The Ruby-throated Hummingbird is the only species that regularly visits Mississippi. It nests in the state each year, before migrating south. It flies across the Gulf of Mexico twice each year.
Visit the hummingbird section for details on attracting hummingbirds as well as images of all regularly occurring North American hummingbirds.
Purple Martins in Mississippi
Purple Martins arrive in Mississippi in mid to late February, returning from their wintering grounds in South America. They are found througout the state. Open your martin houses in early February.
Detailed Purple Martin information is available in the Purple Martin section.
Purple Martins are one of America’s favorite birds. Their arrival each spring is a much heralded event in many backyards and their departure each fall marks the passing of another year for many. In the eastern U.S., Purple Martins nest almost exclusively in Purple Martin houses and gourds provided by man. In the west they nest more regularly in natural cavities.
Purple Martin Scouts
Scouts are the earliest arrivals each year. They are the oldest members of the population and head north each year to claim the best nesting locations. Scouts can be either male or female birds.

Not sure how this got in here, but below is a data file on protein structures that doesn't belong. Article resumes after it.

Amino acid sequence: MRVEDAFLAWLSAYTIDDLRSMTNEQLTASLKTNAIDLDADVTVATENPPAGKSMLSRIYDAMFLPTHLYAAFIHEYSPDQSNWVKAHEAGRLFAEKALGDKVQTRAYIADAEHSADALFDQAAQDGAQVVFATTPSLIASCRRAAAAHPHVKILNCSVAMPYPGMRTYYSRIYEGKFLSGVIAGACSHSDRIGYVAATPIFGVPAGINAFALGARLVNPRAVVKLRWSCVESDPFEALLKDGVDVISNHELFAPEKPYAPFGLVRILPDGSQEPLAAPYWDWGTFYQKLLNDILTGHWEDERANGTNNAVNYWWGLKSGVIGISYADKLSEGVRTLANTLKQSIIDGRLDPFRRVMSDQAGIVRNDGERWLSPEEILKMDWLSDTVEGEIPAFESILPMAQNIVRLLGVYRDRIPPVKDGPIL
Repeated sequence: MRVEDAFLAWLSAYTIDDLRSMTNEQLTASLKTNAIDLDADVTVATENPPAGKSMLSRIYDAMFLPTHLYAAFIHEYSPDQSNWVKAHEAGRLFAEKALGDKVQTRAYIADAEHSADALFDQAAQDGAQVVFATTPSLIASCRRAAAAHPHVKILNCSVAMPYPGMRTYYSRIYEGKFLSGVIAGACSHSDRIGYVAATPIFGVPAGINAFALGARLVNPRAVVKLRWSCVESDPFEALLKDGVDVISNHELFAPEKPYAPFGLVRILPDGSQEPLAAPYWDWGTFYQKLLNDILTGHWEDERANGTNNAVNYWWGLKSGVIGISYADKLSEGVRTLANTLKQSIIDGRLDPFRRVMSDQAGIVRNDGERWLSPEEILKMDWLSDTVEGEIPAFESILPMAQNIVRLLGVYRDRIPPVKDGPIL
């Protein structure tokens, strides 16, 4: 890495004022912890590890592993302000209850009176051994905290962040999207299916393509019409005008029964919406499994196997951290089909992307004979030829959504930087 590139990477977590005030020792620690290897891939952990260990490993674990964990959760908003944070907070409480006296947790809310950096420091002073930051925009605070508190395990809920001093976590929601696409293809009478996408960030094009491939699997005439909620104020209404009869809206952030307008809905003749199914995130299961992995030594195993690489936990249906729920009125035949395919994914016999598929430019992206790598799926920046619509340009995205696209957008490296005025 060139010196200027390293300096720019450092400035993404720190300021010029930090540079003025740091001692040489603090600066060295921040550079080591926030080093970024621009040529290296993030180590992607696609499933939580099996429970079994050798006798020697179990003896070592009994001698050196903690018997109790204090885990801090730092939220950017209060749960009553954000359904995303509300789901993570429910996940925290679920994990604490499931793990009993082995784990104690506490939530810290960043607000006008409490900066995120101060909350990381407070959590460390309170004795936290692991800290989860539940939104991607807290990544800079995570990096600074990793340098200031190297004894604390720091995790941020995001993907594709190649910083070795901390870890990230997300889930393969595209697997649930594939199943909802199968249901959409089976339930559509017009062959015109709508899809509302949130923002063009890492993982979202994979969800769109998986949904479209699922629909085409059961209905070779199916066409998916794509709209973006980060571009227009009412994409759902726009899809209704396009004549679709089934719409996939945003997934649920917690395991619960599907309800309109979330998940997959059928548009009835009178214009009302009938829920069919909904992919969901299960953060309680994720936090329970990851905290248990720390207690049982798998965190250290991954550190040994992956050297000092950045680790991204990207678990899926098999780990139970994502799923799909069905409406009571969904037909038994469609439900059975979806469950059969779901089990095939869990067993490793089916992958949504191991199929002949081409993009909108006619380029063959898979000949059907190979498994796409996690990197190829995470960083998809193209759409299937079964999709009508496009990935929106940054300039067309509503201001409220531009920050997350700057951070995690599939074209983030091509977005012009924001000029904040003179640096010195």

In Mississippi look for scouts to start arriving in early to mid-February. Martins move north as the weather warms and insect populations start to increase.
Purple Martins winter in South America. The journey can be as long as 5000 miles each way, each year! Martins follow at least three different paths as they return each spring. Some move through Mexico on their way to the West Coast. Others cross the Gulf of Mexico, leaving from the Yucatan Peninsula or take a route through the Caribbean islands to arrive in Florida.
Fall migration can start as early as mid-July in some parts of the country. In Florida migrants can be seen into September or October, with isolated reports even later in the the year. Prior to heading to South America, flocks of thousands of martins collect in roosts, some as large as hundreds of thousands of martins.